A loosely-bonded group of about 15 poor families who scratch a living from trash
collection on the streets of Phnom Penh are about to experience a major upheaval.
During the day every able-bodied person heads out to find resellable trash. The kids get schooling when there's cash to spare.
They will soon be expelled from the area they have been using as a kitchen, dining
area and trash sorting depot, along a construction site fence, at one end of a block
formed by Streets 63, 184 and 200, in the Boeng Rang commune.
This piece of dirt, between the roadside kerb of one of the city's busiest streets,
and the corrugated steel fence at the rear, measures about two meters by 10 meters.
It has been "home, hearth, factory and rest area" to most of these people
for the last three years when drought forced them to abandon reliance on subsistence-level
farming at Svay Rieng.
Talk to virtually any of the hundreds of small groups camped anywhere on public land
around the capital where there is shelter and shade, and a way to sell something
to buy food and fuel, and you will hear a similar story.
"We didn't have enough to eat and we could not earn any money, so we piled into
shared taxis and came to Phnom Penh," said one of the group leaders, Thong Sokhon,
43. "Has it been worth it? It's not something we can think about; we had no
choice. But yes, we are better off. We are making enough riels per day from selling
trash to get us through the next day."
She doesn't know how many they number in total because people come and go, but thinks
about 15 families are represented, ranging from infants to grandmothers.
During the day every able-bodied person heads out to find resellable trash: cans,
glass, plastic bottles, cardboard, steel and any other metals. They have six two-wheeled
carts and these are used to bring bulk quantities back to the depot for sorting and
delivery to a nearby bulk trash dealer.
Individuals scour the area for treasure, concentrating on the big O'Russey Market
where the pickings are good. Aluminium cans are the most valuable: two are worth
100 riel. Every day they accumulate about 10kg of paper, about 4kg of rubber, plus
large numbers of cans and bottles.
The women cook food and mind the toddlers.
Most of the men find work on building sites, earning 7,000 to 8,000 riel a day.
While all this is happening the women are cooking food on their charcoal burners
and minding the toddlers. When it rains they put up plastic sheets and play card
At night they split into small groups and doss down at various sheltered sidewalk
locations around the suburb, sometimes under a roof, the lucky ones under mosquito
netting. Most sleep sitting up.
They've been here so long they no longer notice the roar of traffic, the fumes and
the dust, and the dirt-ingrained color of their skin and clothing.
People passing by (particularly foreigners) sometimes give them things, like bottles,
cans and maybe some food. The French school around the corner recently gave them
some women's clothing and 15 kg of rice. "We'd like to thank everyone for those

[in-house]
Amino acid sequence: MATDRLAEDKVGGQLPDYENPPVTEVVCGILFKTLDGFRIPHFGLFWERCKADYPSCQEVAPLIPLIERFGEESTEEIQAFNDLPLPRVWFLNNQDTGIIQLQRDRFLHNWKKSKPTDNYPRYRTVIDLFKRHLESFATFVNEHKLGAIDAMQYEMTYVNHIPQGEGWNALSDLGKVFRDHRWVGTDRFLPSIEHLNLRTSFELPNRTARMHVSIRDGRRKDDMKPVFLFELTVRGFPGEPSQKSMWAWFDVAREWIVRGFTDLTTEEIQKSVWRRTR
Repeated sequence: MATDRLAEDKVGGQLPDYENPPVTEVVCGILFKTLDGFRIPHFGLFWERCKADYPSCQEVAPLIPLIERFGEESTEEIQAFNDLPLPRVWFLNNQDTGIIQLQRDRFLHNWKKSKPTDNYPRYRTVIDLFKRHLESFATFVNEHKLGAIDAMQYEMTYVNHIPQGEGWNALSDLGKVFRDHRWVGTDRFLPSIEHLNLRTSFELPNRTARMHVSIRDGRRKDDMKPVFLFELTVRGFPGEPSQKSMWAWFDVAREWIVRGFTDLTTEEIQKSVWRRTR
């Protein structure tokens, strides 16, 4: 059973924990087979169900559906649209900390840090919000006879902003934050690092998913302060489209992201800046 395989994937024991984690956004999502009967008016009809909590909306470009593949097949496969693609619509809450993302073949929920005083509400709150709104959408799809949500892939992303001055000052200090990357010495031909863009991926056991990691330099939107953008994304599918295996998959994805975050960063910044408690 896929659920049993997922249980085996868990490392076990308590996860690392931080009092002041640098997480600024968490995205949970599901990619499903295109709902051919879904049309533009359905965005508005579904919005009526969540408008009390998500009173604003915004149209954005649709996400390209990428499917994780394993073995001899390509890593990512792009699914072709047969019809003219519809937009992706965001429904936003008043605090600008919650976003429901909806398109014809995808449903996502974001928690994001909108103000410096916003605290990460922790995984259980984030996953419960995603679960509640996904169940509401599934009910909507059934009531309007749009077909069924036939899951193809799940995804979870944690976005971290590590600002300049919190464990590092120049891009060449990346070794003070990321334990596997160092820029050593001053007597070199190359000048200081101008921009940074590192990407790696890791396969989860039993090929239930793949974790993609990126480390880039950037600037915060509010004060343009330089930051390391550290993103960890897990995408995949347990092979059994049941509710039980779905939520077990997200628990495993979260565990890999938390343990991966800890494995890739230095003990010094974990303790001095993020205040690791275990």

gifts," says Sokhon.
The only people who hassle them are the police. "Every few weeks they come along
and tell us to move, so we pack our stuff in the carts and go around the corner then
we just come back later. But at least we never pay bribes."
Some of the group returns to Svay Rieng for the rice harvest in January or February,
as they have a small plot of leased land. Others are able to find a little paid harvesting
work. But that is the only break they have from a miserable existence on the streets
of the capital.
The big apartment block has been rising behind the fence for about six months. "When
they are finished they will ask us to leave," says Sokhon. "We will look
for another place like this; everybody will go out to see what they can find."
Sokhon says they don't seem to suffer many health problems, except things like headaches
and colds and they buy medicines from a pharmacy when necessary. They try to keep
themselves clean but it's a losing battle against the environment they live in. They
wash when they have access to water. They say they don't defecate on the street,
but use the public toilets in the park corner in front of the National Museum (although
that is at least 2km away).
They collect paper, rubber, plastic bottles and aluminium cans (the most valuable, worth about 50 riel each).
Sokhon is one of the few who has had an education, but only to grade 3. She has become
the camp mother and is the main negotiator when it comes to selling to a dealer.
She was 14 when her parents were taken away by the Khmer Rouge, and she never saw
They need their kids for trash collection, but Sokhon tries to get them into school
whenever there's a little cash to spare.
"There is nothing good about this life; not enough sleep, never enough to eat,
just getting enough to survive the next day. Maybe the junk collector is a forever
job," Sokhon says. "If I had the choice I'd like to live in a small town,
get myself a bicycle and have a small business buying food from the market and reselling
it or cooking food for sale. That's what I'd like."
What has she learned about the human spirit?
"Families working together are a powerful force, and no matter what destiny
or life throws at you, our will to survive is stronger."
* Translation by Cheang Sokha
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